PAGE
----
Monday, 7 December 2015

Door mat versus teddy bear fur

Last week I set up a game with some large areas of heavily cultivated ground, ground that represented small fields bounded by walls, hedges and ditches and containing standing crops, orchard and the odd farm building. Now, at the ground scale we war game this type of ground cannot be realistically represented because it would entail having a wall or hedge every couple of inches, orchards represented by a single tree in a small enclosure, and buildings represented by small chicken coups and the like. 


Troops prepare to cross an area of rough 'heavily cultivated' terrain

I chose to represent this hotchpotch of agricultural ground with a wheat field bounded by a single hedge. Any troops within the field would count as in cover, in difficult terrain for movement and with a limited line of sight. It wouldn't matter where in the field they were standing as the field represented terrain that was much more dense than it looked on the table. This way of doing things works well. The area is clearly delineated, has a little hint of it's make up within the bounds of scale and, most importantly, is fairly easy to move the little lead men around in - it also stops troops packing arbitrary hedge lines to gain cover.  

Previously I've used coir door mat to represent corn fields but I didn't have enough of the stuff to do what I wanted for the game. A few blogs I've recently visited have shown teddy bear fur used to represent cornfields. It looked pretty good in their photos and certainly looked practical.  I did have a large piece of teddy bear fur, so I cut it up and laid it out on the table. It looked O.K., to be honest it looked like teddy bear fur. Next day I went to ebay, I bought a couple of rubber backed coir door mat off cuts (sold in meter lengths).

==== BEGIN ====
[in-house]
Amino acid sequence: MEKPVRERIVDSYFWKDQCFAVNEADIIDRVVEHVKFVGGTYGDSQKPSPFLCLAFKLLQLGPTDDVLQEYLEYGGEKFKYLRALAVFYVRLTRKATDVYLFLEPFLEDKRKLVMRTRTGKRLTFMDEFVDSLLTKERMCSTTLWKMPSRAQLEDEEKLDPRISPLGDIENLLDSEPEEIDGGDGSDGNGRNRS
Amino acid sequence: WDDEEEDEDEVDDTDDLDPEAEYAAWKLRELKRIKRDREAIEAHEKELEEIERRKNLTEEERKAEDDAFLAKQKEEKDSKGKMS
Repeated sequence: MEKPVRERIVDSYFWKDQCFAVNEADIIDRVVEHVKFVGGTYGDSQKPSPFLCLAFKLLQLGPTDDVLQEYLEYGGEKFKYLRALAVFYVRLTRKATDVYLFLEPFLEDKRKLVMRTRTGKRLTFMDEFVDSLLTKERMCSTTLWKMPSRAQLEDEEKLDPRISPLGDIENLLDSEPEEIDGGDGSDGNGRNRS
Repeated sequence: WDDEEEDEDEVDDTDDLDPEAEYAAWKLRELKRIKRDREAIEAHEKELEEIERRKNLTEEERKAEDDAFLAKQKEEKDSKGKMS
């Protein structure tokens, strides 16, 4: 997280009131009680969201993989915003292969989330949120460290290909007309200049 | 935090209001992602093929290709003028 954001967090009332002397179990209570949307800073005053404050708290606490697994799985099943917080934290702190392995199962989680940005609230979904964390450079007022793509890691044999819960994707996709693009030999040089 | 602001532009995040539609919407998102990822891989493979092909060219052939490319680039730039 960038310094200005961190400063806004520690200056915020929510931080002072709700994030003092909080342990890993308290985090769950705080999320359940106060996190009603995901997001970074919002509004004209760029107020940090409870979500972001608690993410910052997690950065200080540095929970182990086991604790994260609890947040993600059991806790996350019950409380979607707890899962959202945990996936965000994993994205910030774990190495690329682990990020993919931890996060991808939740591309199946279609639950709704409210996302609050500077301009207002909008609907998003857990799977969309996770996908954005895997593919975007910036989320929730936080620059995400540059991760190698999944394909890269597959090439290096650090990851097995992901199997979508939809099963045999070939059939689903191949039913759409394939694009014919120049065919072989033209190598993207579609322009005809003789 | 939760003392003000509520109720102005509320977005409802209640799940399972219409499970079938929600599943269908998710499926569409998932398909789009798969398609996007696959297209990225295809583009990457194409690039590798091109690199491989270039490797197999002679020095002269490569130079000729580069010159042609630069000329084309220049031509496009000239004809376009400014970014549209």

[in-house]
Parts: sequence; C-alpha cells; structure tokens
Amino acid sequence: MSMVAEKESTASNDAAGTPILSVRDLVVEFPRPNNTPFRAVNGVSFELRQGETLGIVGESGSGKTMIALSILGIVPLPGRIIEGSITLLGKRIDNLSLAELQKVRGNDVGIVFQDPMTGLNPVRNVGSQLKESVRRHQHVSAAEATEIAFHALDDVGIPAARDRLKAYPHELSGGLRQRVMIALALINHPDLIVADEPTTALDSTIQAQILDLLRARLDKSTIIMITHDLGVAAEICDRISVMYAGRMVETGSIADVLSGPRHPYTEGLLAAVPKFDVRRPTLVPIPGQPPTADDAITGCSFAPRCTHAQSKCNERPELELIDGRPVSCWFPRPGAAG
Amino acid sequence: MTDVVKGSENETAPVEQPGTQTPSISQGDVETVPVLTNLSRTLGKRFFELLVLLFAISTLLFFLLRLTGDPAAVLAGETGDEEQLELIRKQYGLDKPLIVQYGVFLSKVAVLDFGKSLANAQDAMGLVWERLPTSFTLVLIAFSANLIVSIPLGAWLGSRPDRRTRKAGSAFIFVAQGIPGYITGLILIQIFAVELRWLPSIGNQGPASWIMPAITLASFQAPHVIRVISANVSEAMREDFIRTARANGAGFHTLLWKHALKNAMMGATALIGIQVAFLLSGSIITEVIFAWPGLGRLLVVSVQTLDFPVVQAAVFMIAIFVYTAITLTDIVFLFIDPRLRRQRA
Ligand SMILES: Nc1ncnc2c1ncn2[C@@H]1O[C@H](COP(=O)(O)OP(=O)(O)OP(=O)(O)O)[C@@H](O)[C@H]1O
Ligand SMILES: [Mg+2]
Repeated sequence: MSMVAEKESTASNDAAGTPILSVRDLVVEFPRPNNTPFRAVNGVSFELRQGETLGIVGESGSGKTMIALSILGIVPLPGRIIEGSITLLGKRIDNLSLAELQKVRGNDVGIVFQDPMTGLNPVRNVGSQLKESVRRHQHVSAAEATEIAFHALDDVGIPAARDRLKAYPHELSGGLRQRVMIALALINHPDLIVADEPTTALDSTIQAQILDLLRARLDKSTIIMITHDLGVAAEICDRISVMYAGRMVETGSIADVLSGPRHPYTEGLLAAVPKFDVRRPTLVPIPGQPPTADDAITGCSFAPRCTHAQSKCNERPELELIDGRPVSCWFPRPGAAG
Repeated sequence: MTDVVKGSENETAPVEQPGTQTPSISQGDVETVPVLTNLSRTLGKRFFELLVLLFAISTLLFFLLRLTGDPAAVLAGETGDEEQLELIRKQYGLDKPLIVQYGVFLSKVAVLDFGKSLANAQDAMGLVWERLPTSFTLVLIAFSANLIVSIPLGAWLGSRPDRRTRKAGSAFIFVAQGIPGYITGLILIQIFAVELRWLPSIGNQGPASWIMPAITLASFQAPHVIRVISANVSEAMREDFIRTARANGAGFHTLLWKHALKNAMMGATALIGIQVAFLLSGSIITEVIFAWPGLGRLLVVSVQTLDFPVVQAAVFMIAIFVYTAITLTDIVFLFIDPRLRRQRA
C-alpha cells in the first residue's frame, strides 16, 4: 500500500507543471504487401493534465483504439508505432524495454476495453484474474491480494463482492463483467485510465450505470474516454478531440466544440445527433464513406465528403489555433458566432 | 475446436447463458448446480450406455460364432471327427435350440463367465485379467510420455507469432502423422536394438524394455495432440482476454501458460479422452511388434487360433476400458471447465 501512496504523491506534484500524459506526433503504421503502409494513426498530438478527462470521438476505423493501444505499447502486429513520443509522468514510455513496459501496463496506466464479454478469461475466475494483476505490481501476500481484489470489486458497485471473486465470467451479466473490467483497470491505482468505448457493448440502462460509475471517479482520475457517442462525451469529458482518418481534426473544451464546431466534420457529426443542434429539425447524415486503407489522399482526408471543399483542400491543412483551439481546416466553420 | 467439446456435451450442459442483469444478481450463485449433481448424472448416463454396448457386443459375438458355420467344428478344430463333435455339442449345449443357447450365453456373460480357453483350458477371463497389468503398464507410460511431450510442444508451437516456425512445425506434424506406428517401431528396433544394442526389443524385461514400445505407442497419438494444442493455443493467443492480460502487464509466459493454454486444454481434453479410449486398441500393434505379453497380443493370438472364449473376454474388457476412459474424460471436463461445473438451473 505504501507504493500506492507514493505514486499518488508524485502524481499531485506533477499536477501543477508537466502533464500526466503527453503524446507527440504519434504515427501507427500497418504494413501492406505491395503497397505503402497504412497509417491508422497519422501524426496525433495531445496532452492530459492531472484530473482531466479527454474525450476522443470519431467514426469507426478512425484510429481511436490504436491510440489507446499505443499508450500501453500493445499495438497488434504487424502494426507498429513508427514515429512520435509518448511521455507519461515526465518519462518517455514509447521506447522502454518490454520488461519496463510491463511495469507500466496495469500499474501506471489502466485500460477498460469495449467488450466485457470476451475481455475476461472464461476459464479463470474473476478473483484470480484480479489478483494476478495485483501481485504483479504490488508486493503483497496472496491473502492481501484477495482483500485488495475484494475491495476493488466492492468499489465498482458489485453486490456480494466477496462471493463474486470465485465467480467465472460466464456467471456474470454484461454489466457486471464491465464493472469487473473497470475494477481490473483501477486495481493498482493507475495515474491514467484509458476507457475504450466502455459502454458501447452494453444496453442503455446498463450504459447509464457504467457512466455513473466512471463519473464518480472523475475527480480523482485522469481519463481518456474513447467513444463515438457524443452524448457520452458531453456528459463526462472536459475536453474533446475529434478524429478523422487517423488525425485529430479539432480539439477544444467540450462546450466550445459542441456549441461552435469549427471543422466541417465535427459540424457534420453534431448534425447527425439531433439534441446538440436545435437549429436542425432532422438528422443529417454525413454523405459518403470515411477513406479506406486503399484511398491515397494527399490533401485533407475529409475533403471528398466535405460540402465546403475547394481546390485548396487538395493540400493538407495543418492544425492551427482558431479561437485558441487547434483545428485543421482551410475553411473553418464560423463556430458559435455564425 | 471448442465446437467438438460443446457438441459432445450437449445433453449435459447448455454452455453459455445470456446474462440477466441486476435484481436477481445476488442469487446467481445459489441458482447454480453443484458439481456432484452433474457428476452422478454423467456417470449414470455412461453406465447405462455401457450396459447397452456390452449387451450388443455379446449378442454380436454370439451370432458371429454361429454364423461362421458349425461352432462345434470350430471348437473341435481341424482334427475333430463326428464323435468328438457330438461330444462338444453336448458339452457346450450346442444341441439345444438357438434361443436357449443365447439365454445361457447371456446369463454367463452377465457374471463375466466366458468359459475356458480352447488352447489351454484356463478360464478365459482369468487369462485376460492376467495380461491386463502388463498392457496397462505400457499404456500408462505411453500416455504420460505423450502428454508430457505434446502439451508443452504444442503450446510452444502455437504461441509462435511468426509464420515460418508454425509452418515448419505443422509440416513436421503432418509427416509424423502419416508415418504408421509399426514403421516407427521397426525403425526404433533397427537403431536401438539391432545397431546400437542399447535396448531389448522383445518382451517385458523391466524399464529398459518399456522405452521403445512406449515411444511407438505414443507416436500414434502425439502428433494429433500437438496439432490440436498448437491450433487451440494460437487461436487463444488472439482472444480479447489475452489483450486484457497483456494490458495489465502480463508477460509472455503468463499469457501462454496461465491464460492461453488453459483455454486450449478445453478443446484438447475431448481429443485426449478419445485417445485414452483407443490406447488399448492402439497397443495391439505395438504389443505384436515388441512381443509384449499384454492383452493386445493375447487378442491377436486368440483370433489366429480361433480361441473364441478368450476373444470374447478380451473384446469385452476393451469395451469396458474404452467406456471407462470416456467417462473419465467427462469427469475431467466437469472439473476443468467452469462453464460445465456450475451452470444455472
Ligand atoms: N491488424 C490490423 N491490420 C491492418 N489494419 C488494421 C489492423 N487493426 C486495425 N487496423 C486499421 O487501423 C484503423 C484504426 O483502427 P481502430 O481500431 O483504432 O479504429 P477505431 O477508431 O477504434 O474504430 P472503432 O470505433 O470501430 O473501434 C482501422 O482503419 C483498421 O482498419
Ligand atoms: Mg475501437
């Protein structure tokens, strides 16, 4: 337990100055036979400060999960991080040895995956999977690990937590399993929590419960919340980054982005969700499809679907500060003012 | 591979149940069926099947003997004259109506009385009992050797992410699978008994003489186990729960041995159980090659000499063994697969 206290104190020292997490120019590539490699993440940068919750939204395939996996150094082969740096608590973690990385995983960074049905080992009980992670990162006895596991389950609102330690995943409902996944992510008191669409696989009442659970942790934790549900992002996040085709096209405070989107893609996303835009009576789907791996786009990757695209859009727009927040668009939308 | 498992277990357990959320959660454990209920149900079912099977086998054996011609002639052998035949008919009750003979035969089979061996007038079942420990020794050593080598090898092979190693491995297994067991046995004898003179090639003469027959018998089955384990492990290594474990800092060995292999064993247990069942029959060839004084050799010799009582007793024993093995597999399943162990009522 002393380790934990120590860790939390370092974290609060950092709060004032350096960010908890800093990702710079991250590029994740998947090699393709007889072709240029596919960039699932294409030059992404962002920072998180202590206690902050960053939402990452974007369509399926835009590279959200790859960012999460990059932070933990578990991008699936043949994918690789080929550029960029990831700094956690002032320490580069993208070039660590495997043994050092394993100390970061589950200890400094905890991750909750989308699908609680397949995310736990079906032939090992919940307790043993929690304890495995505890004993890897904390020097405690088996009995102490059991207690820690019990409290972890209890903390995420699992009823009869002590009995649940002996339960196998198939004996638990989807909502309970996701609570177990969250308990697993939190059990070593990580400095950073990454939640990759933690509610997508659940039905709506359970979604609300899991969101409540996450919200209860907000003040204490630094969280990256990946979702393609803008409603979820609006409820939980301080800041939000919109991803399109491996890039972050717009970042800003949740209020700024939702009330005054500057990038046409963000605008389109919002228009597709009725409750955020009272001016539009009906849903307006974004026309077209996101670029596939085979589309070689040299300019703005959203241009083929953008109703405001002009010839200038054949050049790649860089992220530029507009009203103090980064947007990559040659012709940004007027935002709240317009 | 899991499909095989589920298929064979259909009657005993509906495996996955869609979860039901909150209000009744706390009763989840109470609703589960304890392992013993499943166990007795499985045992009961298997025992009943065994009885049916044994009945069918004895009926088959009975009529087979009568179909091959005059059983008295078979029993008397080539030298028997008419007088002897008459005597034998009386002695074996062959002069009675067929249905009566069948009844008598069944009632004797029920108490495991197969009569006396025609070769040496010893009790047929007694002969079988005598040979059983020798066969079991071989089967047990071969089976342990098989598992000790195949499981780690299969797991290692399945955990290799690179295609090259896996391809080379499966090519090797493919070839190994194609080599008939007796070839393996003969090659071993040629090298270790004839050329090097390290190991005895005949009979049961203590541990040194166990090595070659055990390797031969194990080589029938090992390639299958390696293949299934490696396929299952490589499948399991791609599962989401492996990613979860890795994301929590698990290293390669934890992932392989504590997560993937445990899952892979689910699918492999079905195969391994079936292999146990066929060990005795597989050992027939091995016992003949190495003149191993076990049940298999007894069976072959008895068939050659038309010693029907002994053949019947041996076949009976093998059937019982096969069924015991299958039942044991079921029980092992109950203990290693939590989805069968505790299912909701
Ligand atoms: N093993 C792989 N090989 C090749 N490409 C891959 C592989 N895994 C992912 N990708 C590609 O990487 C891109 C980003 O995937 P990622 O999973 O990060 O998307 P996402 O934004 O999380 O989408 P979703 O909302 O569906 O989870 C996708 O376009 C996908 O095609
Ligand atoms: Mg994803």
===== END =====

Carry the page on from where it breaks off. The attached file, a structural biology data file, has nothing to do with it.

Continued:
It arrived on Friday. Yesterday I cut it up and painted it with household emulsion and a 2" brush. I used diluted (1:1) Dulux wholemeal honey #1 as a base coat, then dry brushed it with neat Dulux golden umber #4. The whole job took about an hour with a couple of hours drying time between coats.

I cut the mat up into various sizes. I made ten of 6" x 5" pieces, two 12" x  5", two 12" x 12" sections and two 12" x  8" pieces. The reason why most of the sizes are not square has to do with the size of my field boundaries which are mostly in 6" and 12" lengths. Given that I want fields where the boundaries cross over at the corners, allowance must be made for this - most fields are based on the 12" x 10" not 12" x  12".

The game we are currently playing is ongoing so I exchanged the pieces I could. The problem with mat is, that unlike teddy bear fur, it will not 'mould' itself to any contours. As one of my fields was originally put on a hill (pics below, top left) I have not been able to replace it for this game. I've taken a few shots to show the difference. To my mind the mat looks a bit better. 

So this was how the teddy fur looked.

This is how the mat looks.

 The fur.
 The mat.
Some of the new pieces, the left overs, next to my original paltry stock of very yellow 'wheat'. It doesn't really go with the rest, so I'll paint it verdant green, like the piece by the church in the shot above, at some point in the future.
Four 6" x 5" pieces making a 12" by 10". The open, un-hedged side, of the field is at the table edge but you can see how well the field fits within the boundary sizes I have.

So there it is. I now have plenty of wheat fields. 

I bought two 1 meter lengths each 30 cm wide. Cutting to a chosen size rather, than the size of each mat, meant a little, acceptable waste, but the cost, including the paint, was only about £16 - bargain!

16 comments:

Vexillia Limited said...

"poultry stock"? Must be for chickens.

;-)

JAMES ROACH said...

Too much thinking about farming! Edited.

fireymonkeyboy said...

If there is one thing, about which I know positively nothing, it is agriculture.

nobby said...

I think that with wargaming the closer you get to model railway type realistic scenery, which does often look beautiful, the more difficult it is to retain the illusion when troops and vehicles are crossing the crop.